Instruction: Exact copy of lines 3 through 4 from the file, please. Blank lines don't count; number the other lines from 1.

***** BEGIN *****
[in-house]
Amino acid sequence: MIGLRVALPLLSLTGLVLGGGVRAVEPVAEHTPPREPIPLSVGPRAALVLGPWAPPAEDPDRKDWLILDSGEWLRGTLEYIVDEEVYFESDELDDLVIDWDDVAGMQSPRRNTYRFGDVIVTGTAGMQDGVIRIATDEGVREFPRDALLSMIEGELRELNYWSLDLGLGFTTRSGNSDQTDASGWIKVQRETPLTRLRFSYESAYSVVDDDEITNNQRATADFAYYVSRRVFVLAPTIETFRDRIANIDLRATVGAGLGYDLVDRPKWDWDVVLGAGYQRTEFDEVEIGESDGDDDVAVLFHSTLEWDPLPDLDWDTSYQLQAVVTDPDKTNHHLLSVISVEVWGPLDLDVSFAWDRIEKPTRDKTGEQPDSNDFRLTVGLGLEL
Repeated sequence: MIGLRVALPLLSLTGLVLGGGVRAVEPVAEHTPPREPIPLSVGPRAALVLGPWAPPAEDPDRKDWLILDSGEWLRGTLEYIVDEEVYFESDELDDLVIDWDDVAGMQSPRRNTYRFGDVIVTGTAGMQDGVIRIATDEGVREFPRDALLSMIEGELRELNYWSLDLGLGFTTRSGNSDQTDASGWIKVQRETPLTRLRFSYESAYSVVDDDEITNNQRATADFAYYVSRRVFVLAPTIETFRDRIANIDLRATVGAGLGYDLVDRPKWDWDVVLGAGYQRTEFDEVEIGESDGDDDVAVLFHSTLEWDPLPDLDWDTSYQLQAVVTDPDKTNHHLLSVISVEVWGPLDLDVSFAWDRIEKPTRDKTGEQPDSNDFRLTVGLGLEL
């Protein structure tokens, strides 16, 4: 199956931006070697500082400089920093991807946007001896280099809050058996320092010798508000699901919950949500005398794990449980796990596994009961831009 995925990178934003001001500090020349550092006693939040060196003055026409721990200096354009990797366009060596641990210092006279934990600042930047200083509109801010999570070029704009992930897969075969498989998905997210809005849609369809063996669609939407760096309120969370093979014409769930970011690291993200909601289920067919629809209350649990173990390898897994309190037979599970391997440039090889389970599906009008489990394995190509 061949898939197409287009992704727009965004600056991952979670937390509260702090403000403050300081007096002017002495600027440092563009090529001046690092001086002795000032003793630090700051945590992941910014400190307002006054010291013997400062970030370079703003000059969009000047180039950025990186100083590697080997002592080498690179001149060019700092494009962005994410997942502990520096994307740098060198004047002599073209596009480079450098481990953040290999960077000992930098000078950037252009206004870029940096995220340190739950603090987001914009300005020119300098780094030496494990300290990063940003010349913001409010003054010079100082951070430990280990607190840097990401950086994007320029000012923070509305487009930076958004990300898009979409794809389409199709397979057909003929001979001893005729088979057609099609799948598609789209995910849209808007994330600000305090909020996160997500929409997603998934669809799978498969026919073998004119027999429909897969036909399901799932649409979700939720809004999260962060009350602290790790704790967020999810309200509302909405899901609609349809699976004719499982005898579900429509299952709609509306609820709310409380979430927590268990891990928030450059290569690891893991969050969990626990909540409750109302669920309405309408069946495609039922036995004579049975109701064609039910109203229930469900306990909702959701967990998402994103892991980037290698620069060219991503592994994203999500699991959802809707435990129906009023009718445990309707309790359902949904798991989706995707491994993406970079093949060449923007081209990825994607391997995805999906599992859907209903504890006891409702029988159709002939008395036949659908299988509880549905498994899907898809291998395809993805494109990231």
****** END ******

Repeated sequence: MIGLRVALPLLSLTGLVLGGGVRAVEPVAEHTPPREPIPLSVGPRAALVLGPWAPPAEDPDRKDWLILDSGEWLRGTLEYIVDEEVYFESDELDDLVIDWDDVAGMQSPRRNTYRFGDVIVTGTAGMQDGVIRIATDEGVREFPRDALLSMIEGELRELNYWSLDLGLGFTTRSGNSDQTDASGWIKVQRETPLTRLRFSYESAYSVVDDDEITNNQRATADFAYYVSRRVFVLAPTIETFRDRIANIDLRATVGAGLGYDLVDRPKWDWDVVLGAGYQRTEFDEVEIGESDGDDDVAVLFHSTLEWDPLPDLDWDTSYQLQAVVTDPDKTNHHLLSVISVEVWGPLDLDVSFAWDRIEKPTRDKTGEQPDSNDFRLTVGLGLEL
């Protein structure tokens, strides 16, 4: 199956931006070697500082400089920093991807946007001896280099809050058996320092010798508000699901919950949500005398794990449980796990596994009961831009 995925990178934003001001500090020349550092006693939040060196003055026409721990200096354009990797366009060596641990210092006279934990600042930047200083509109801010999570070029704009992930897969075969498989998905997210809005849609369809063996669609939407760096309120969370093979014409769930970011690291993200909601289920067919629809209350649990173990390898897994309190037979599970391997440039090889389970599906009008489990394995190509 061949898939197409287009992704727009965004600056991952979670937390509260702090403000403050300081007096002017002495600027440092563009090529001046690092001086002795000032003793630090700051945590992941910014400190307002006054010291013997400062970030370079703003000059969009000047180039950025990186100083590697080997002592080498690179001149060019700092494009962005994410997942502990520096994307740098060198004047002599073209596009480079450098481990953040290999960077000992930098000078950037252009206004870029940096995220340190739950603090987001914009300005020119300098780094030496494990300290990063940003010349913001409010003054010079100082951070430990280990607190840097990401950086994007320029000012923070509305487009930076958004990300898009979409794809389409199709397979057909003929001979001893005729088979057609099609799948598609789209995910849209808007994330600000305090909020996160997500929409997603998934669809799978498969026919073998004119027999429909897969036909399901799932649409979700939720809004999260962060009350602290790790704790967020999810309200509302909405899901609609349809699976004719499982005898579900429509299952709609509306609820709310409380979430927590268990891990928030450059290569690891893991969050969990626990909540409750109302669920309405309408069946495609039922036995004579049975109701064609039910109203229930469900306990909702959701967990998402994103892991980037290698620069060219991503592994994203999500699991959802809707435990129906009023009718445990309707309790359902949904798991989706995707491994993406970079093949060449923007081209990825994607391997995805999906599992859907209903504890006891409702029988159709002939008395036949659908299988509880549905498994899907898809291998395809993805494109990231």